SAN ANTONIO — The one that the Thunder needed was right there, well within reach. Only 12 minutes stood between it and the finish line.
But this time, Oklahoma City couldn't close.
The Thunder wasted a golden opportunity to steal Game 1 of the Western Conference Finals on Sunday night, losing 101-98 to the San Antonio Spurs inside the AT&T Center after blowing a nine-point lead at the start of the fourth quarter.
Oklahoma City uncharacteristically surrendered a staggering 39 fourth-quarter points to the Spurs, allowing San Antonio to shoot 12-of-16 from the field in the final frame to escape with a 1-0 series lead and its home-court advantage still intact.
“I thought in the fourth quarter, we gave up too many opportunities in the paint,” said Thunder coach Scott Brooks. “They got 50 paint points throughout the game…We take a lot of pride in our defense in the fourth quarter, (but) we gave up 39 points. Six of those, I think, were intentional fouls at the end. But over 30 points in the fourth quarter is not good enough to win.”
Not against the Spurs. Not on the road. And not when the Thunder's high-powered offense disappears.
Prior to James Harden's back-to-back but too-little-too-late 3-pointers in the final four seconds, the Thunder went just 5-of-14 in the fourth quarter. The reason was a heavy dose of one-on-one offense. The Thunder ran few sets and seemingly spent the first 15 seconds of the shot clock on every trip getting the ball up the court and trying to force feed it to Kevin Durant, who Spurs forward Stephen Jackson crowded in crunch time to prevent clean catches.
“We stopped moving the ball,” Harden said. “In that third quarter, we did a great job of moving the ball and getting their defense to move a little bit by hitting wide open shots and wide open layups. In the fourth quarter, we kind of slowed that down and they got a couple of easy transition buckets.”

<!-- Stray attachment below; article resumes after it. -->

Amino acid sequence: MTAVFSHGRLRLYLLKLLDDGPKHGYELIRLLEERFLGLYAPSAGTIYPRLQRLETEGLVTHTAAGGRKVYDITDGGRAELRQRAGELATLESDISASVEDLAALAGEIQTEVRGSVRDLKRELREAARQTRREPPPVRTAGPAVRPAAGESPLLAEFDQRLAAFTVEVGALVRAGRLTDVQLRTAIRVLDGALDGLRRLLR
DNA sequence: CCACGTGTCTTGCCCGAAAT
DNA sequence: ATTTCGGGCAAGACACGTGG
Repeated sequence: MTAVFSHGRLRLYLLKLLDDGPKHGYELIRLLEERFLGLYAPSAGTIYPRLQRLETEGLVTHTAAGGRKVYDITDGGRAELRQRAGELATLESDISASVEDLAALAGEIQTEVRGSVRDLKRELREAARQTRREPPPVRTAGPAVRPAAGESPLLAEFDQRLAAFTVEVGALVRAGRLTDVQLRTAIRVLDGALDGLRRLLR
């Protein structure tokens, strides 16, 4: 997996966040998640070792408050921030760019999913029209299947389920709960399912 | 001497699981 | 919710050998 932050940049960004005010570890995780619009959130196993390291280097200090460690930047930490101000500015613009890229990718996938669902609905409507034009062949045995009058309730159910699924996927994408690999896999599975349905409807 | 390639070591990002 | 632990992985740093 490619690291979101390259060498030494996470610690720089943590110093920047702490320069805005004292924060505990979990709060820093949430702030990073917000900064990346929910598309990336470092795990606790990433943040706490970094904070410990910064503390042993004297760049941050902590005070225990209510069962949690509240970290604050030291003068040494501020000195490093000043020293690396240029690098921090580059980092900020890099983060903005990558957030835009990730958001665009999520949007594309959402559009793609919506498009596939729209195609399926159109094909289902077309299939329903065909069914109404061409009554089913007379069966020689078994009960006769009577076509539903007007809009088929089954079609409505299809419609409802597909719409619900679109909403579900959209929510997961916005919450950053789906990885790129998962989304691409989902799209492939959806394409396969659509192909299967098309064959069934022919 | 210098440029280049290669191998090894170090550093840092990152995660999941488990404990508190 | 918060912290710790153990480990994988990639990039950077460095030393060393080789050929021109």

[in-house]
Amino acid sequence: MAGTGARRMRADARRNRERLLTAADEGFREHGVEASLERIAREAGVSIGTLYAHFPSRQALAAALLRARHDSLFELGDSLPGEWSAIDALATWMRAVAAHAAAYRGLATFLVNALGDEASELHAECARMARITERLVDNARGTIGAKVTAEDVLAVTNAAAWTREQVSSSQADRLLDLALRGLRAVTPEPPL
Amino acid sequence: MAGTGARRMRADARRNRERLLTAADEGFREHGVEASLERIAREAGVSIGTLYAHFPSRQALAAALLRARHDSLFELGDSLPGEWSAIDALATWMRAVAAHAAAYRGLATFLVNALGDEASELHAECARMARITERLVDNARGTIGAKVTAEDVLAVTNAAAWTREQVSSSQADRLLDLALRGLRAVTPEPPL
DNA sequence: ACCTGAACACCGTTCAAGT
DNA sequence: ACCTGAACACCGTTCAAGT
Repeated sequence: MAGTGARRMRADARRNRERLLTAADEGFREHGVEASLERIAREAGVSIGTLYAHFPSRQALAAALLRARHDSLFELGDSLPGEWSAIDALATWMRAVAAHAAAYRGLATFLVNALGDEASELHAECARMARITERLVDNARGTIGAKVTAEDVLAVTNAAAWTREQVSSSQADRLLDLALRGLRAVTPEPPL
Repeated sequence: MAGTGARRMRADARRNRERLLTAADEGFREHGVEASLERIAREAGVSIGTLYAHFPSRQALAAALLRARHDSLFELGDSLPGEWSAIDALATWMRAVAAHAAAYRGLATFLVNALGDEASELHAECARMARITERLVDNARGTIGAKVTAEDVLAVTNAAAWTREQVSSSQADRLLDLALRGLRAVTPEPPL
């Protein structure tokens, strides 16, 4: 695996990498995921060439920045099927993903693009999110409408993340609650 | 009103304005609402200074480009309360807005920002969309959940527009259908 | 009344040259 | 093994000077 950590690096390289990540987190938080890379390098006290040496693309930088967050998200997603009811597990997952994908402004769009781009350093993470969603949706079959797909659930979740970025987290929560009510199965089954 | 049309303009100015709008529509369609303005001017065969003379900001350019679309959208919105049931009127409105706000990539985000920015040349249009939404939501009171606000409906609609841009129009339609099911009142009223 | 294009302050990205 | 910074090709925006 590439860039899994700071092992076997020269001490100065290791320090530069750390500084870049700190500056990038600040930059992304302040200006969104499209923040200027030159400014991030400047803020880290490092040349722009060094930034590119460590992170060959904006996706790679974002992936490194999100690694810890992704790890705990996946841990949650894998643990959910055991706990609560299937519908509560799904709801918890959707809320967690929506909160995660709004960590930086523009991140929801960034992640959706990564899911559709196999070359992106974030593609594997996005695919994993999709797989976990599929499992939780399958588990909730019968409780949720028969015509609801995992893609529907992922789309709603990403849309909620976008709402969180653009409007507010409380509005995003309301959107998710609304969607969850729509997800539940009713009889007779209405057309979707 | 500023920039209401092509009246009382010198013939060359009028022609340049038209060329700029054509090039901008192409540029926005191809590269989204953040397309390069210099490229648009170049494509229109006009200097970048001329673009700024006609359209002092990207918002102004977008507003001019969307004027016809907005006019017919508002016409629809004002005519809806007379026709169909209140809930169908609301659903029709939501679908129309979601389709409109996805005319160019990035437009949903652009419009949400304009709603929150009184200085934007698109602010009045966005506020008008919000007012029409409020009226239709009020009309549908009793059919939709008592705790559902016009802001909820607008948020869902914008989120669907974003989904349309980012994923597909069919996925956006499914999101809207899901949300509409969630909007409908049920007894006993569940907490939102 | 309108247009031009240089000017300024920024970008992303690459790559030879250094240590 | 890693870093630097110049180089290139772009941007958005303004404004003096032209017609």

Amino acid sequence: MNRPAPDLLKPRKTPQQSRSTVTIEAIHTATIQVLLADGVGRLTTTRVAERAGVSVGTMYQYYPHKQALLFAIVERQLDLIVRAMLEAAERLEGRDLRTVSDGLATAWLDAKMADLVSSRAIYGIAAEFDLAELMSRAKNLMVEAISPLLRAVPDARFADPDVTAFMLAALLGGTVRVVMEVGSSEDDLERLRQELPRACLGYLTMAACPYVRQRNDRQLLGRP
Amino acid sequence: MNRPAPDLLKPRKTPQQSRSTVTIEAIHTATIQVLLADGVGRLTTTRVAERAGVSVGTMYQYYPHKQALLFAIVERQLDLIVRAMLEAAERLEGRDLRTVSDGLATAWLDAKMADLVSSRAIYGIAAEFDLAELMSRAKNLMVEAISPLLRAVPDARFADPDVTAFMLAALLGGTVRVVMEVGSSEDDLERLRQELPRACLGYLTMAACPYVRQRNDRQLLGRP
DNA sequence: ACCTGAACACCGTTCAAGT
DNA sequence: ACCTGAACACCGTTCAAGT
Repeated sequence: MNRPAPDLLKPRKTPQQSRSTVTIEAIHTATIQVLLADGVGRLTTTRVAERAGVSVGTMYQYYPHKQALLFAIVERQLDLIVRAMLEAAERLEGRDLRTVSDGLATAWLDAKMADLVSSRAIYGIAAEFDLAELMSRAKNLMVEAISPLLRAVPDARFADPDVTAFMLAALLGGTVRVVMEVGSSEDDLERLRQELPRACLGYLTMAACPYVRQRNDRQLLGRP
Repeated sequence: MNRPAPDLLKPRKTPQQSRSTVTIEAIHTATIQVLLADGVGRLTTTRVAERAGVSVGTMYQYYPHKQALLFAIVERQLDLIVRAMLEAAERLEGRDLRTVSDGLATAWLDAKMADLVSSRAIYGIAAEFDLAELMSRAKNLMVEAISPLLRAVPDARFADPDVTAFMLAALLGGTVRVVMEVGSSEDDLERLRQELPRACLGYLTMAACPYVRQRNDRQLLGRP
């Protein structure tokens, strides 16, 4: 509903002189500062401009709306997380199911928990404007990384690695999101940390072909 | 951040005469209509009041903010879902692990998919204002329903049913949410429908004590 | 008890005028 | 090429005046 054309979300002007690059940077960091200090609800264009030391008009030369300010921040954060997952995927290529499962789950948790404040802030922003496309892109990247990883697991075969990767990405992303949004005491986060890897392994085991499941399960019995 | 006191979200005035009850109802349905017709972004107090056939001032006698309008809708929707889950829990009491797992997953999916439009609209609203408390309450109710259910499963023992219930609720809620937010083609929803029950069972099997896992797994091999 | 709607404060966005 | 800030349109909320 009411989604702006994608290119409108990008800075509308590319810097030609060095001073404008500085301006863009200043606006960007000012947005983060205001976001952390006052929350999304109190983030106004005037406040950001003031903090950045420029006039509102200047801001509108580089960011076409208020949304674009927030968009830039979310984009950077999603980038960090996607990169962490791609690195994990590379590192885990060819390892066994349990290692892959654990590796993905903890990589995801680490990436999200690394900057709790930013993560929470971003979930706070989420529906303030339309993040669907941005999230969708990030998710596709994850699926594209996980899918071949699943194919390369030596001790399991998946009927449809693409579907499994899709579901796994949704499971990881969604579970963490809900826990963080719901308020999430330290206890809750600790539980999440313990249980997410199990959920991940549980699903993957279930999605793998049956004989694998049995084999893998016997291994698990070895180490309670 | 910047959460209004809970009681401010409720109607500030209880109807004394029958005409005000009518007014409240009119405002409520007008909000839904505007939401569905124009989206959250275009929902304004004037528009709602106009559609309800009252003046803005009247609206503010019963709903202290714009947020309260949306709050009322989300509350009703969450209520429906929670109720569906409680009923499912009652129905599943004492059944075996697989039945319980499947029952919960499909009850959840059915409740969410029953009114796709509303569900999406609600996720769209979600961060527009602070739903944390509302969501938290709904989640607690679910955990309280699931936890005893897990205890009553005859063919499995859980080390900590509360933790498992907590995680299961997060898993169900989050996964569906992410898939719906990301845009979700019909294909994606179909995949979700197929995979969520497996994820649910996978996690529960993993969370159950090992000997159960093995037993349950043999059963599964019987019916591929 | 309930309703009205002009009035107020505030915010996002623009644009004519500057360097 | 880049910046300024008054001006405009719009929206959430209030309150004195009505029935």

To this point, the Thunder had been excellent this postseason at closing games. Oklahoma City came in 4-1 in games decided by three points or less and 5-1 in games decided by six points or less. The Thunder has battled back from seven-point, fourth-quarter deficits twice in these playoffs, as well as two other 13-point, fourth-quarter deficits.
But with the Thunder needing to win at least one road game in San Antonio to advance to the NBA Finals for the first time, Oklahoma City tightened up when it mattered most.
While the Thunder struggled to score, Spurs guard Manu Ginobili used the fourth quarter as his breakout game in the 2012 postseason. San Antonio's sixth man scored 11 points in the final frame, making all three of his field-goal attempts while working his way to the line five times, making all five.
Prior to Sunday night, Ginobili had scored more than 15 points only twice in the Spurs' first eight playoff games. He had reached the 20-point mark just once.
When the Thunder took a 71-62 lead into the final period, though, the Spurs got a spark from an unlikely source. Reserve forward Tiago Splitter scored four of his five fourth-quarter points on back-to-back layups in the first minute of the period. His inspired play immediately swung the momentum back to the Spurs, and things just snowballed for the Thunder from there.
The worse part of Sunday's loss was perhaps the wasted effort the Thunder received from its role players, who actually showed up and played terrific ball on the road.
Derek Fisher, Thabo Sefolosha and Nick Collison combined to score 25 points on 11-of-18 shooting with 12 rebounds and four assists. That trio had just two turnovers, while supplying solid defense and one timely shot after another.
Who knows if we'll ever see that routine reproduced from that bunch again in San Antonio?
It's all the more reason to think the Thunder let one get away.
“We had this game going into the fourth,” said Durant, who scored a game-high 27 points. “It's tough, but we can't hang our heads, man. It's a long series. We have to keep playing, try to get Game 2.”